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Date:   Mon, 16 Mar 2020 02:13:14 -0700 (PDT)
From:   David Miller <davem@...emloft.net>
To:     dsahern@...il.com
Cc:     vincent@...nat.ch, netdev@...r.kernel.org, kuba@...nel.org,
        edumazet@...gle.com, kafai@...com
Subject: Re: [RFC PATCH net-next v1] net: core: enable SO_BINDTODEVICE for
 non-root users

From: David Ahern <dsahern@...il.com>
Date: Sun, 15 Mar 2020 20:36:10 -0600

> As a reminder, there are currently 3 APIs to specify a preferred device
> association which influences route lookups:
> 
> 1. SO_BINDTODEVICE - sets sk_bound_dev_if and is the strongest binding
> (ie., can not be overridden),
> 
> 2. IP_UNICAST_IF / IPV6_UNICAST_IF - sets uc_index / ucast_oif and is
> sticky for a socket, and
> 
> 3. IP_PKTINFO / IPV6_PKTINFO - which is per message.
> 
> The first, SO_BINDTODEVICE, requires root privileges. The last 2 do not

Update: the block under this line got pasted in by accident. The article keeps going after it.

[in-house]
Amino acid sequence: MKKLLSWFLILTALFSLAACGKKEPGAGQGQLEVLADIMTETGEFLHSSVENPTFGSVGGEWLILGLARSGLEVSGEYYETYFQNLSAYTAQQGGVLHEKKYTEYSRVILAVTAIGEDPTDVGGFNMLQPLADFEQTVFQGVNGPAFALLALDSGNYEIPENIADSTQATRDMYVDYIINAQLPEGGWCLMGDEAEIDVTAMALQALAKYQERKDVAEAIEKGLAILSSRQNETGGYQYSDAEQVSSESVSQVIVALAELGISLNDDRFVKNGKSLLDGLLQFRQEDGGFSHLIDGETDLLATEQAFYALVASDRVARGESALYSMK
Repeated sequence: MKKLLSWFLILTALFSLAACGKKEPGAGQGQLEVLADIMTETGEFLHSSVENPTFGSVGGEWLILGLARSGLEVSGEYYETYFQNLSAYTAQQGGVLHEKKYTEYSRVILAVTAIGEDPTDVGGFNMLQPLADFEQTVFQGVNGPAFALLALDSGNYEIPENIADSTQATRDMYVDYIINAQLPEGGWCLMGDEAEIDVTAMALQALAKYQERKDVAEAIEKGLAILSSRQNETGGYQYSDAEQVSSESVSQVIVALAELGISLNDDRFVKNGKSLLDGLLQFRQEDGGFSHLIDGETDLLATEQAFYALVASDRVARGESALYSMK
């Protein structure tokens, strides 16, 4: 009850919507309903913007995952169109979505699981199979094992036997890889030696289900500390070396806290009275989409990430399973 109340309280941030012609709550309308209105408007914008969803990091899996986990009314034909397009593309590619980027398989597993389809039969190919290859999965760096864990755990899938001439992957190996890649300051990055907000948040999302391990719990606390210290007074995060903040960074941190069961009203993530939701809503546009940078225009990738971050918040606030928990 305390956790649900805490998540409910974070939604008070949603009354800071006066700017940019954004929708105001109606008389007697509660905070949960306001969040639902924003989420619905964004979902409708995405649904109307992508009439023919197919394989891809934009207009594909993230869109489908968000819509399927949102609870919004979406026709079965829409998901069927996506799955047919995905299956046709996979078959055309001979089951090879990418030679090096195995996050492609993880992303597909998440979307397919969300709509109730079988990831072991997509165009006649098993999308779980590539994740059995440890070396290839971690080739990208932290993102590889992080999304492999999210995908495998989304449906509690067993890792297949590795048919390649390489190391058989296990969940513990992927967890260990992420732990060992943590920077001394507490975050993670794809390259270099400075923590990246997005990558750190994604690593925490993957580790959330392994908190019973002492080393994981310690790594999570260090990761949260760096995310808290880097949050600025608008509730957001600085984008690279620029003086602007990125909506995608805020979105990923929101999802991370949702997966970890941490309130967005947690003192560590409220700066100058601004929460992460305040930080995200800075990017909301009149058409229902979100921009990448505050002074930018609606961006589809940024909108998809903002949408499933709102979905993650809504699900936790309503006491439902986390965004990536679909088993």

> require root privileges but only apply to raw and UDP sockets making TCP
> the outlier.
> 
> Further, a downside to the last 2 is that they work for sendmsg only;
> there is no way to definitively match a response to the sending socket.
> The key point is that UDP and raw have multiple non-root APIs to dictate
> a preferred device for sending messages.
> 
> Vincent's patch simplifies things quite a bit - allowing consistency
> across the protocols and directions - but without overriding any
> administrator settings (e.g., inherited bindings via ebpf programs).

Understood, but I still wonder if this mis-match of privilege
requirements was by design or unintentional.

Allowing arbitrary users to specify SO_BINDTODEVICE has broad and far
reaching consequences, so at a minimum if we are going to remove the
restriction we should at least discuss the implications.

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